Upon the mysterious and premature death (possibly a murder) of his brother Ananda Mahidol (King Rama VIII) on June 9, 1946, Chao Fa Bhumibol acceded to the throne on the same day. However, he first wished to continue his education. His uncle, Rangsit Prince of Chainat, was therefore appointed Prince Regent while the King went back to Switzerland to finish his study. This time, he changed his fields to Law and Political Science as this would be more useful now that he was becoming king.

Marriage and family

While finishing his degree in Switzerland, he visited automobile manufacturing plants in Paris frequently. It was in Paris that he first met a distant cousin of his, Mom Rajawongse Sirikit Kitiyakara, daughter of the Thai ambassador to France. He then became a frequent visitor to the ambassador's house. When he had a car accident which claimed one of his eyes and needed to be hospitalised in Lausanne, Mom Rajawongse Sirikit then became his frequent visitor. On one occasion, she also met the King's mother who asked her to continue her study in Lausanne, as the King had expressed his interest in her and wished to know her better. She obliged and the King chose Riante Rive, a boarding school in Lausanne for her. This eventually led to their quiet engagement while in Lausanne on July 19, 1949. He later married her on April 28, 1950 — just a week before his coronation.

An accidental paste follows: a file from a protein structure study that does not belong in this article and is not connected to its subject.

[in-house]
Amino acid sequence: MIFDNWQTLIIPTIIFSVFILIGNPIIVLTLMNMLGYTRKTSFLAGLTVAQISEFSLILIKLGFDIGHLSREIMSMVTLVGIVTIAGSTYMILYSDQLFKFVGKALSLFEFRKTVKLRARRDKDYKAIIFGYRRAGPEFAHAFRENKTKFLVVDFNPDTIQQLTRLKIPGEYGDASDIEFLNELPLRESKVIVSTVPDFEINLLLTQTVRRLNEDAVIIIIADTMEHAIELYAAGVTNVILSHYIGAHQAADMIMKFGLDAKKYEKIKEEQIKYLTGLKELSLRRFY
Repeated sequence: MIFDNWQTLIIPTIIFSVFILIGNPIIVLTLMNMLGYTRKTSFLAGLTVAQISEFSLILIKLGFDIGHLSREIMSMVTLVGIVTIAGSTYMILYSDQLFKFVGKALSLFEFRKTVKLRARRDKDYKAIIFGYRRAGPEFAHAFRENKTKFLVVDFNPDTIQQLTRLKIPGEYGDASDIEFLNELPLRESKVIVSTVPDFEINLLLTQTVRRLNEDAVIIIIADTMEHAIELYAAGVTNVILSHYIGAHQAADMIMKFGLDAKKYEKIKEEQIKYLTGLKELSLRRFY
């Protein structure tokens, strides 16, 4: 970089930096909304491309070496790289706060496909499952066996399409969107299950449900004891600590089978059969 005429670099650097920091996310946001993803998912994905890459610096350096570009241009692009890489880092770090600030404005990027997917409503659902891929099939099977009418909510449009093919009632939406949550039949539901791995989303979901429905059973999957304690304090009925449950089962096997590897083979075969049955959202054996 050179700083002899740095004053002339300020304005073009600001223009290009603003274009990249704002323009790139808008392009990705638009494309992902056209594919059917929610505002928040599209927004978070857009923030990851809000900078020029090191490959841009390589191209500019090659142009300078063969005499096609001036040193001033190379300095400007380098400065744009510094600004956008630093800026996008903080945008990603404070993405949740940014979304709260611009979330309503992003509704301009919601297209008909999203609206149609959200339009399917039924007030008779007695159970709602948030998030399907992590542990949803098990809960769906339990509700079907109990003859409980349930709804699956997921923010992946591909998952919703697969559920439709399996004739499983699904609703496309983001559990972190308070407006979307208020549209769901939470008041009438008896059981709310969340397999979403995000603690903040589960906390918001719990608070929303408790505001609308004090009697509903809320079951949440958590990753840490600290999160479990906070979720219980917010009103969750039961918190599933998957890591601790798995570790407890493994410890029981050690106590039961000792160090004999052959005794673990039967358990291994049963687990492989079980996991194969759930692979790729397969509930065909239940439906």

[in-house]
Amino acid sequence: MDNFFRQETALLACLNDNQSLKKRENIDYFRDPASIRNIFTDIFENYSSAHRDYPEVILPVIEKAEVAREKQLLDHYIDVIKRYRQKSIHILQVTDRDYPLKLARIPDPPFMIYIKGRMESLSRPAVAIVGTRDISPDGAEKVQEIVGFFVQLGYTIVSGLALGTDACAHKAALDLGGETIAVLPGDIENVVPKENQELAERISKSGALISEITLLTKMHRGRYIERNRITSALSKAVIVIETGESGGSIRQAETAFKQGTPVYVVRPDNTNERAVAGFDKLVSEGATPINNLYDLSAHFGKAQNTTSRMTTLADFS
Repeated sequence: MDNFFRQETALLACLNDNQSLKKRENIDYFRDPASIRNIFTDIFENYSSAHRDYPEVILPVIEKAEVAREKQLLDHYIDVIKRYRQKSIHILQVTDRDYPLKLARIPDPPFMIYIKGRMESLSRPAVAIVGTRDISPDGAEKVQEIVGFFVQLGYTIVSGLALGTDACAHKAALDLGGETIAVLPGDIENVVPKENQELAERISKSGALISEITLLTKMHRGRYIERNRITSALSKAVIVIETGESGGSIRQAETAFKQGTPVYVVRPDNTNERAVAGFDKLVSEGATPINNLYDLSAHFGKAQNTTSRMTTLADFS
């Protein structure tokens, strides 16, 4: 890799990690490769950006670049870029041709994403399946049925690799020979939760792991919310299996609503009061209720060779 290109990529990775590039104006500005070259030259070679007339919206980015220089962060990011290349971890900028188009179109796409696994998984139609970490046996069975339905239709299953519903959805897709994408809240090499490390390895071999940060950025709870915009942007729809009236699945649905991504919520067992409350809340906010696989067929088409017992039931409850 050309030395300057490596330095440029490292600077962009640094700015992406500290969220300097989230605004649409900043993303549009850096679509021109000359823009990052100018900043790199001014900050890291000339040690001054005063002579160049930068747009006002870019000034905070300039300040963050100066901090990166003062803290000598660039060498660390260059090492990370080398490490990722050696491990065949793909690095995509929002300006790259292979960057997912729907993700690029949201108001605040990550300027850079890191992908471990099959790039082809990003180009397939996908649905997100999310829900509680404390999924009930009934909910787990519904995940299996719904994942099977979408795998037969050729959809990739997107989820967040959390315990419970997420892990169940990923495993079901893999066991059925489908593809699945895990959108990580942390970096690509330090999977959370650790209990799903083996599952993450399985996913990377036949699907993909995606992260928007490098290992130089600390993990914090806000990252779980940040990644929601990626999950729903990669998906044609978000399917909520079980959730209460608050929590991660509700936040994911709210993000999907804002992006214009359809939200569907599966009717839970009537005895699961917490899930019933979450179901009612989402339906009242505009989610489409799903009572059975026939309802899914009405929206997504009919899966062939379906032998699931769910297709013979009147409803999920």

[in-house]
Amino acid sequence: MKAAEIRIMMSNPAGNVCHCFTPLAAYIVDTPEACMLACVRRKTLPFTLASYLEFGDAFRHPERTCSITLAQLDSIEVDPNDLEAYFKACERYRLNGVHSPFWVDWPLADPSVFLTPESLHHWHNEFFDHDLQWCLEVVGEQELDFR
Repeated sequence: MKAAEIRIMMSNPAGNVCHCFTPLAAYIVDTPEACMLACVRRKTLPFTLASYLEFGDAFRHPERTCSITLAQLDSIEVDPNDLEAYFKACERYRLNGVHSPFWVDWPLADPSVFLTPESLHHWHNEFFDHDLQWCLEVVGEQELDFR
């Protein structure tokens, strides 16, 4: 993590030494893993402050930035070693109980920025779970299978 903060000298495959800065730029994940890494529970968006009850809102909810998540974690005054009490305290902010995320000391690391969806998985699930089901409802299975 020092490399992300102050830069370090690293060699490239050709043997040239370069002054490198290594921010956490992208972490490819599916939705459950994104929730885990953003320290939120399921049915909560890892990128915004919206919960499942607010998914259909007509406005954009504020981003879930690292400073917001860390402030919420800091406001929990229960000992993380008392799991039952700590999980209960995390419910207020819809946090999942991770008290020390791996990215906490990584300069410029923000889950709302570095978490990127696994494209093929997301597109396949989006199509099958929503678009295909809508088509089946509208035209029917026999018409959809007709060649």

The King and his wife, Queen Sirikit, who is known as one of the world's great beauties, have four children:

One of the King's grandchildren, Bhumi Jensen (also known as Khun Poom), was killed in the 2004 Indian Ocean earthquake. He was the half-American son of Princess Ubol Ratana.

Coronation

Bhumibol was crowned King of Thailand on May 5, 1950 at the Royal Palace in Bangkok. His ceremonial name, according to the ancient tradition, is:

พระบาทสมเด็จพระปรมินทรมหาภูมิพลอดุลยเดช มหิตลาธิเบศรามาธิบดี จักรีนฤบดินทร์ สยามินทราธิราช บรมนาถบพิตร
Phrabat Somdej Phra Paramindra Maha Bhumibol Adulyadej Mahitaladhibet Ramadhibodi Chakrinarubodindara Sayamindaradhiraj Boromanatbophit

On the same day, he made his consort Queen (Somdej Phra Boromarajini).

The second regency

Following the death of his grandmother Queen Savang Vadhana (สว่างวัฒนา, Sawang Watthana Phra Phanvasa Areekajao), the King entered a 15 days monkhood (October 22 - November 5, 1956), as is customary. During the time, HM Queen Sirikit was appointed his regent. She was later appointed Queen Regent (Somdej Phra Boromarajininat) in recognition for this.